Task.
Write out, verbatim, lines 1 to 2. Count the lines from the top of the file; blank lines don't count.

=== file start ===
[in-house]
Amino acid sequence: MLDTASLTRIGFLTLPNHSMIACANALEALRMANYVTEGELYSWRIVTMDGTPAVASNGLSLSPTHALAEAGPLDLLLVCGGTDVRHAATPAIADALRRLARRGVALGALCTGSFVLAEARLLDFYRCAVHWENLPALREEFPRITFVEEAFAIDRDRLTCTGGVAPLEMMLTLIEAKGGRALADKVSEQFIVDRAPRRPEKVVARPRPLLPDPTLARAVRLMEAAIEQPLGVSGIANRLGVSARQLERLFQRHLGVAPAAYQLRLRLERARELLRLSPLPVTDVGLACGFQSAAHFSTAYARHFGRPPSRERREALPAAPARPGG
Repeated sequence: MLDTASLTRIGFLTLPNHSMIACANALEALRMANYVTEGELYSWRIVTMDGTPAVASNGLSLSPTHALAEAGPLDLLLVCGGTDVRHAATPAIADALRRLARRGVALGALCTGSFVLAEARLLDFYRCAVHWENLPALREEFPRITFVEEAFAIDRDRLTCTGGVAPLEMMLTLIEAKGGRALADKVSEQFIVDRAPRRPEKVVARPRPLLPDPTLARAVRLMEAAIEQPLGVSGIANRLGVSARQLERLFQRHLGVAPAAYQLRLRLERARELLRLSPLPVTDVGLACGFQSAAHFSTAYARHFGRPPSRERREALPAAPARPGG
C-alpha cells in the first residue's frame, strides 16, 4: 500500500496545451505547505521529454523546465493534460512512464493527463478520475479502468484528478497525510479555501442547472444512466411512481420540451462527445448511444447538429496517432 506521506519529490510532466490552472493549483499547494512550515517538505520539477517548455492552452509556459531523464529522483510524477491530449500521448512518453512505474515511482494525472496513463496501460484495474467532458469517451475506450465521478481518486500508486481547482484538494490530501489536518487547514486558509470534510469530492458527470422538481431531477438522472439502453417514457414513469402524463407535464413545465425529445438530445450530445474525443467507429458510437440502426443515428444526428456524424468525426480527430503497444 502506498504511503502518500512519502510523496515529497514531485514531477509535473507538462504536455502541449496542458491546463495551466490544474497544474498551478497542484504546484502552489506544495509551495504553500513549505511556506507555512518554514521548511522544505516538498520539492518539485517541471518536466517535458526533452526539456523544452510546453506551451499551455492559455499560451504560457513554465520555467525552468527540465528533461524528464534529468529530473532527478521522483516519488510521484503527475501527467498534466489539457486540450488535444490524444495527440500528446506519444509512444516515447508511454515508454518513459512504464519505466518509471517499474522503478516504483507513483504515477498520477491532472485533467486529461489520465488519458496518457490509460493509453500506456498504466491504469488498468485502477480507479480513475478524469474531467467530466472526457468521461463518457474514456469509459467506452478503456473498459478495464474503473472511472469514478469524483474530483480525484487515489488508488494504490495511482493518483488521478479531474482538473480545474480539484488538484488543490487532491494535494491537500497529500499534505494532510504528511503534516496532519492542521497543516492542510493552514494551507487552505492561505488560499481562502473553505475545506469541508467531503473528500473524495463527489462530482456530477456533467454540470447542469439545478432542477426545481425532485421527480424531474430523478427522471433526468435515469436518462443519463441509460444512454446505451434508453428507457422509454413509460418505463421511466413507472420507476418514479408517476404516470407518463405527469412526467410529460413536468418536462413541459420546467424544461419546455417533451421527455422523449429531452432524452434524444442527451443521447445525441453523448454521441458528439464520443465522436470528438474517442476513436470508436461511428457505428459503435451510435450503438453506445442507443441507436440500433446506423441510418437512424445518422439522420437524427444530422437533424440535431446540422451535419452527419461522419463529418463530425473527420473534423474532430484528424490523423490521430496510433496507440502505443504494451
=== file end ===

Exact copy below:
[in-house]
Amino acid sequence: MLDTASLTRIGFLTLPNHSMIACANALEALRMANYVTEGELYSWRIVTMDGTPAVASNGLSLSPTHALAEAGPLDLLLVCGGTDVRHAATPAIADALRRLARRGVALGALCTGSFVLAEARLLDFYRCAVHWENLPALREEFPRITFVEEAFAIDRDRLTCTGGVAPLEMMLTLIEAKGGRALADKVSEQFIVDRAPRRPEKVVARPRPLLPDPTLARAVRLMEAAIEQPLGVSGIANRLGVSARQLERLFQRHLGVAPAAYQLRLRLERARELLRLSPLPVTDVGLACGFQSAAHFSTAYARHFGRPPSRERREALPAAPARPGG